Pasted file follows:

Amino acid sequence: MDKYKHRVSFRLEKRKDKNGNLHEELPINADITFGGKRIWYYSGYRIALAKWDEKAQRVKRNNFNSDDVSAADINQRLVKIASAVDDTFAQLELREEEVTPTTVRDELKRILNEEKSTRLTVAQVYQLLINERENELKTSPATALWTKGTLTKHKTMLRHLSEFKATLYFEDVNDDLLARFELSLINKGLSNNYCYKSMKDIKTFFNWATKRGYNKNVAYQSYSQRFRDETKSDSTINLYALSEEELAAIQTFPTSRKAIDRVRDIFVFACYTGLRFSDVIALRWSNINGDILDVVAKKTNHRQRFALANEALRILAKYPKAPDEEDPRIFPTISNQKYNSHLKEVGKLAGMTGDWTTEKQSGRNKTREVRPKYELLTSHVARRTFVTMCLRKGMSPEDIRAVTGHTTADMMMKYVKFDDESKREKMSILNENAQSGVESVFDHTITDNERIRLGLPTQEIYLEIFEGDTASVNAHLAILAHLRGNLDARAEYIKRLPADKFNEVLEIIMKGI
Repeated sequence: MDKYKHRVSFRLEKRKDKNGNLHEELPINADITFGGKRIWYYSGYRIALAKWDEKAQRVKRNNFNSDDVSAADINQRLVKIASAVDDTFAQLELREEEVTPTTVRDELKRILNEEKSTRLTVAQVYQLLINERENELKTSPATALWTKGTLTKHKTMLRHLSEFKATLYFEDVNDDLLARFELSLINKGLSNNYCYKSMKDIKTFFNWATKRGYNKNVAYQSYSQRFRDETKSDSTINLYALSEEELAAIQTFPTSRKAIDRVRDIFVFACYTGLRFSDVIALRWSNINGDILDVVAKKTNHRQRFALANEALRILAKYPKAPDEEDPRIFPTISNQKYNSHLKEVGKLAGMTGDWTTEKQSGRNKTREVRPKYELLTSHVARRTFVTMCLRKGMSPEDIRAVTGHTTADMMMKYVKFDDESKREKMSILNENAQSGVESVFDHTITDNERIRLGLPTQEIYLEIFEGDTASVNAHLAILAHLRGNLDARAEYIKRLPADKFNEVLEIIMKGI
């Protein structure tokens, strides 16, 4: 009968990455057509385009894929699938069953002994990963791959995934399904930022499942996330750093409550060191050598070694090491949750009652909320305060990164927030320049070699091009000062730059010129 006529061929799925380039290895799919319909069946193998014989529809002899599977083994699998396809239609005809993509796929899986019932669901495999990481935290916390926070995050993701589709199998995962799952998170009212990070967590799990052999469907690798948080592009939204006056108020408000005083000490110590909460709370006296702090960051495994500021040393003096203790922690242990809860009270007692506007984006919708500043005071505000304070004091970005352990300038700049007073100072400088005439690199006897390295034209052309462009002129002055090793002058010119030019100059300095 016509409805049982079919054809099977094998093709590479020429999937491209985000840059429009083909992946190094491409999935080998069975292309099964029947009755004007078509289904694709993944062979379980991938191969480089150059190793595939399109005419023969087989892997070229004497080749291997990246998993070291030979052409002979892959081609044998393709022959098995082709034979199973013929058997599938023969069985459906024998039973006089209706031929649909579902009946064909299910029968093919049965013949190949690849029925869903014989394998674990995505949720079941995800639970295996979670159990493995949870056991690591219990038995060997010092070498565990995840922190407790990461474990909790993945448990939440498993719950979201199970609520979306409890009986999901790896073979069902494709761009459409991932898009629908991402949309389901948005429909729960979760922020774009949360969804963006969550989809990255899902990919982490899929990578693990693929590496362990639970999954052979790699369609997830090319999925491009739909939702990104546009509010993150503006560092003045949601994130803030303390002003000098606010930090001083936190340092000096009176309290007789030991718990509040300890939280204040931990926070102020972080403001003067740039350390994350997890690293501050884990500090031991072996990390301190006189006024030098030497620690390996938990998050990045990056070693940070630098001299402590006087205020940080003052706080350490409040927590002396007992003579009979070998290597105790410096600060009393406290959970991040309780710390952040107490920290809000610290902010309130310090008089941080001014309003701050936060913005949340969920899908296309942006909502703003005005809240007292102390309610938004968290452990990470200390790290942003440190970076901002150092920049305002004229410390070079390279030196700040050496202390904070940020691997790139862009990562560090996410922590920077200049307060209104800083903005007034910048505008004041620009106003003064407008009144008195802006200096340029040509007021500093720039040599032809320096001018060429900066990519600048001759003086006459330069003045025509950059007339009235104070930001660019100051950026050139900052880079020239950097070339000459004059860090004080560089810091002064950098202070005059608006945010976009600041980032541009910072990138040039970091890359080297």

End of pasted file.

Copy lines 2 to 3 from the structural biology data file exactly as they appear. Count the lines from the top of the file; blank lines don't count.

Repeated sequence: MDKYKHRVSFRLEKRKDKNGNLHEELPINADITFGGKRIWYYSGYRIALAKWDEKAQRVKRNNFNSDDVSAADINQRLVKIASAVDDTFAQLELREEEVTPTTVRDELKRILNEEKSTRLTVAQVYQLLINERENELKTSPATALWTKGTLTKHKTMLRHLSEFKATLYFEDVNDDLLARFELSLINKGLSNNYCYKSMKDIKTFFNWATKRGYNKNVAYQSYSQRFRDETKSDSTINLYALSEEELAAIQTFPTSRKAIDRVRDIFVFACYTGLRFSDVIALRWSNINGDILDVVAKKTNHRQRFALANEALRILAKYPKAPDEEDPRIFPTISNQKYNSHLKEVGKLAGMTGDWTTEKQSGRNKTREVRPKYELLTSHVARRTFVTMCLRKGMSPEDIRAVTGHTTADMMMKYVKFDDESKREKMSILNENAQSGVESVFDHTITDNERIRLGLPTQEIYLEIFEGDTASVNAHLAILAHLRGNLDARAEYIKRLPADKFNEVLEIIMKGI
């Protein structure tokens, strides 16, 4: 009968990455057509385009894929699938069953002994990963791959995934399904930022499942996330750093409550060191050598070694090491949750009652909320305060990164927030320049070699091009000062730059010129 006529061929799925380039290895799919319909069946193998014989529809002899599977083994699998396809239609005809993509796929899986019932669901495999990481935290916390926070995050993701589709199998995962799952998170009212990070967590799990052999469907690798948080592009939204006056108020408000005083000490110590909460709370006296702090960051495994500021040393003096203790922690242990809860009270007692506007984006919708500043005071505000304070004091970005352990300038700049007073100072400088005439690199006897390295034209052309462009002129002055090793002058010119030019100059300095 016509409805049982079919054809099977094998093709590479020429999937491209985000840059429009083909992946190094491409999935080998069975292309099964029947009755004007078509289904694709993944062979379980991938191969480089150059190793595939399109005419023969087989892997070229004497080749291997990246998993070291030979052409002979892959081609044998393709022959098995082709034979199973013929058997599938023969069985459906024998039973006089209706031929649909579902009946064909299910029968093919049965013949190949690849029925869903014989394998674990995505949720079941995800639970295996979670159990493995949870056991690591219990038995060997010092070498565990995840922190407790990461474990909790993945448990939440498993719950979201199970609520979306409890009986999901790896073979069902494709761009459409991932898009629908991402949309389901948005429909729960979760922020774009949360969804963006969550989809990255899902990919982490899929990578693990693929590496362990639970999954052979790699369609997830090319999925491009739909939702990104546009509010993150503006560092003045949601994130803030303390002003000098606010930090001083936190340092000096009176309290007789030991718990509040300890939280204040931990926070102020972080403001003067740039350390994350997890690293501050884990500090031991072996990390301190006189006024030098030497620690390996938990998050990045990056070693940070630098001299402590006087205020940080003052706080350490409040927590002396007992003579009979070998290597105790410096600060009393406290959970991040309780710390952040107490920290809000610290902010309130310090008089941080001014309003701050936060913005949340969920899908296309942006909502703003005005809240007292102390309610938004968290452990990470200390790290942003440190970076901002150092920049305002004229410390070079390279030196700040050496202390904070940020691997790139862009990562560090996410922590920077200049307060209104800083903005007034910048505008004041620009106003003064407008009144008195802006200096340029040509007021500093720039040599032809320096001018060429900066990519600048001759003086006459330069003045025509950059007339009235104070930001660019100051950026050139900052880079020239950097070339000459004059860090004080560089810091002064950098202070005059608006945010976009600041980032541009910072990138040039970091890359080297």